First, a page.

A Wine-Filled Welcome to Cape Town
Our final stop before Christmas break, as Katie dubbed it, was to the country of South Africa. We were headed to Cape Town for a few days, where we would meet up with Adam’s cousin Emilee before heading out on a six-day tour if the country. Adam had found terrific deal on this tour with a company called Earthstompers and we decided that it would likely never be much cheaper for any of us Americans to fly to South Africa than from where we would be in Egypt. And, while our tour of Egypt focused almost entirely on historical sites and cities, out tour of South Africa would focus mainly on nature, with lots of hikes, great views, and trips to see wildlife. We were super excited to get out of the cities and see another side of this great continent.
This is the first of three posts on our trip to South Africa. Sorry to split it up again but we crammed way too much into our time here and took far to many photographs to keep it to just one post. This one covers our time in Cape Town, prior to Emilee’s arrival and the beginning of our tour with Earthstompers.
What We Did
Day 140 (12/9/16): After a 16-hour flight, which took us through the tiny and extremely wealthy nation of Qatar, and over 22 hours in travel status, we finally arrived at our apartment in central Cape Town. We were in an awesome and trendy part of the city. However, our first day, we found ourselves so exhausted that our activities were limited to acquiring food from the burger place downstairs and running to the grocery store a few blocks away. Once we returned from the grocery store, we settled in, and took naps. Around 9:00 at night we awoke to make BLTs (this was necessary since we had spent the past three weeks without access to pork because of the Islamic nature of the countries we were in), and then promptly went back to sleep, so we would be energized for the next day.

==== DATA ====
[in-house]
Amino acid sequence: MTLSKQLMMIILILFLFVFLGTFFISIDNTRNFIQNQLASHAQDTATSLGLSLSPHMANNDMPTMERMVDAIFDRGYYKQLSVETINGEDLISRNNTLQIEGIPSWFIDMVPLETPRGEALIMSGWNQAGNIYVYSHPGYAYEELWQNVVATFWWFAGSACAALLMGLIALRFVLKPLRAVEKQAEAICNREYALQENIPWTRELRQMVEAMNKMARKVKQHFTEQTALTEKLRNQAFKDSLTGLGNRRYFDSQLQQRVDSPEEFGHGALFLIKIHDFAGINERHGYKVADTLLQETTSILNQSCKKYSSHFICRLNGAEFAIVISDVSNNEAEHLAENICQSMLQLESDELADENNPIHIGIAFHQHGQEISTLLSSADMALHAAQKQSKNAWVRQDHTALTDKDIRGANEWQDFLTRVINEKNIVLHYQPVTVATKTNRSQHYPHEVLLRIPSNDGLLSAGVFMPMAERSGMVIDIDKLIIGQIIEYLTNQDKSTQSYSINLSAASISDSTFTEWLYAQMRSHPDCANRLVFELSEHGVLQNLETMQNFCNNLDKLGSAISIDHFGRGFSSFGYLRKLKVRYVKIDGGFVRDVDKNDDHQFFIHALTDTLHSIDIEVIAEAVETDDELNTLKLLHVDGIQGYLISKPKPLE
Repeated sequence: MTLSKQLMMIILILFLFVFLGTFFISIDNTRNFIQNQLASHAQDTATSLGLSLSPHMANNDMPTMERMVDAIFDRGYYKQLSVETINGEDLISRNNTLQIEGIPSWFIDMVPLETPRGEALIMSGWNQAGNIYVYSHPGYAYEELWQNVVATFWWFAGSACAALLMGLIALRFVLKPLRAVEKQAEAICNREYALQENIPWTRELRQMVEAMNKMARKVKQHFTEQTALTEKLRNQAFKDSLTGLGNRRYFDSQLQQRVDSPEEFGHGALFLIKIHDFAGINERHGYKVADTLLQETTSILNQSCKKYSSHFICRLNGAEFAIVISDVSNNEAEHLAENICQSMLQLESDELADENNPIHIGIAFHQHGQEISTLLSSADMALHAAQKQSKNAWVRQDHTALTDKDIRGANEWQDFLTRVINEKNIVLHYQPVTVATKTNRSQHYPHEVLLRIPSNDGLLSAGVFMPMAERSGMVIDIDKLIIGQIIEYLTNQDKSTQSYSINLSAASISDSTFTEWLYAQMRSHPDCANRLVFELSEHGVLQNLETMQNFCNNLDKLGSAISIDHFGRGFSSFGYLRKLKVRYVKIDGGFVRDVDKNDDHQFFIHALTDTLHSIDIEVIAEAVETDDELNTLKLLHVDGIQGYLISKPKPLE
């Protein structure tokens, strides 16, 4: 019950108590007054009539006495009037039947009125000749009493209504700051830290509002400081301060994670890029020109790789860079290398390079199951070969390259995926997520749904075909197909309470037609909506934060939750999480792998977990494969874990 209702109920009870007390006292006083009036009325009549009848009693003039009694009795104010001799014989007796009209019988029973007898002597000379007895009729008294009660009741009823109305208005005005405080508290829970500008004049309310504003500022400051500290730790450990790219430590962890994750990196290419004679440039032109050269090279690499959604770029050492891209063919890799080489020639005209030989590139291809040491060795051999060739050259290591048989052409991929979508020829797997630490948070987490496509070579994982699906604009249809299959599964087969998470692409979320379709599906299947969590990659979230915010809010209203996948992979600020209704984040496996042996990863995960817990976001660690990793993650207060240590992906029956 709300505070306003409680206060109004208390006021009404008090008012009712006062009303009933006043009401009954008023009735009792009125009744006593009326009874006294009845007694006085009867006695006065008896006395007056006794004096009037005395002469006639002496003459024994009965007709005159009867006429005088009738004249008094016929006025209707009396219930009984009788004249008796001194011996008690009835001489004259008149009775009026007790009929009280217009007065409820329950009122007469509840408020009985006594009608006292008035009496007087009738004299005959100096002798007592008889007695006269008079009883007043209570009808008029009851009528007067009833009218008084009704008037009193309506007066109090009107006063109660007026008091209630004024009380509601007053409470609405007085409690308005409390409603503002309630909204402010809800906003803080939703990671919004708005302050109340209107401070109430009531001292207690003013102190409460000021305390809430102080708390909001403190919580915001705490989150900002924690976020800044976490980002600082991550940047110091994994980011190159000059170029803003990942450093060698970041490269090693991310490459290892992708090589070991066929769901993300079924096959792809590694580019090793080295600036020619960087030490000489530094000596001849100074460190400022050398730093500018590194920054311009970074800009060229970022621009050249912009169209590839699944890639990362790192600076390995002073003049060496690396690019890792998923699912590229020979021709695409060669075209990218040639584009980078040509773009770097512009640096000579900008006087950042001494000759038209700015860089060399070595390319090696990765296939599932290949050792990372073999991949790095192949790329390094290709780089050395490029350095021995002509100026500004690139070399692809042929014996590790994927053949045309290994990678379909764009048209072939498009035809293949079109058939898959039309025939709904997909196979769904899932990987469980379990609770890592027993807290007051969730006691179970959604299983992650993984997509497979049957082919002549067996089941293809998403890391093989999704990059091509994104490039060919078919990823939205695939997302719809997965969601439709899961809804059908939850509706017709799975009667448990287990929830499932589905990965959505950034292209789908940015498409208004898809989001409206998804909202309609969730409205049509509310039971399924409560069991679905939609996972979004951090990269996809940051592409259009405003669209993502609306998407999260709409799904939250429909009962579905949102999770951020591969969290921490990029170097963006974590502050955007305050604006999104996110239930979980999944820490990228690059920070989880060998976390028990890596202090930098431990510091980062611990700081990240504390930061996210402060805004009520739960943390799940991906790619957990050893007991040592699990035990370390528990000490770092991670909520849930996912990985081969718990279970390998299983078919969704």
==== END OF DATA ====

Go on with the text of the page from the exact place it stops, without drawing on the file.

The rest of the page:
Day 141 (12/10/16): The night before we had made a somewhat feeble attempt to get ourselves booked on a wine tour through South Africa’s famous Stellenbosch area for today, so when Katie rushed into my room at 7:30 in the morning and told us to get dressed because we were getting picked up for it in half an hour, I was surprised and excited. We hurriedly made ourselves ready and were outside when the van came rolling up. We picked up some more participants, dubbed “the family” by our guide, and made our way to the first winery. We learned about the grapes in the area and tasted five or six different estate wines, pairing them with a new food that would become one of my absolute favorites in South Africa: biltong (more on this later). We purchased a bottle we liked and reboarded the bus. Our next winery had an incredible setting overlooking the mountains and a field full of zebras and springbok. There we paired six of the wines with different kinds of local cheeses. After the tasting, we each purchased a local craft beer to drink while wandering around the grounds and playing with the dogs (all the wineries seemed to have at least one K-9 mascot). The next winery was our lunch stop. We split a bottle of wine while eating tomato, onion, and cheese toasties, a popular South African sausage called boerewors, chicken, and various salads. At this point, Adam was on the phone sorting out an issue with Emilee’s flight over, so he did not eat much (this would prove disastrous later). After lunch, we toured the wine facilities and got to sample a wine straight from the aging barrel, which we had never done before. We wrapped up our time there and went to the next winery (en route two bottles of wine disappeared between the group J), where we got to participate in a chocolate and wine pairing. In the cellar, we sampled five estate wines with five different types of homemade, herb infused chocolates. Feeling pretty good already, we headed for the final winery, which had a more laid back-feel and culminated in a couple of us running around trying to catch chickens. On our way back to town, Katie and I had a hat party, while the boys agreed to meet our guide and his fiancé at a local bar back in Cape Town called the Beer House. We played a game of cards at the apartment before walking two blocks from our place to the bar, where we enjoyed a couple of beers and socialized. For most of us, the day’s activities proved too much, and we ended up turning in early (and some of us without our wallets).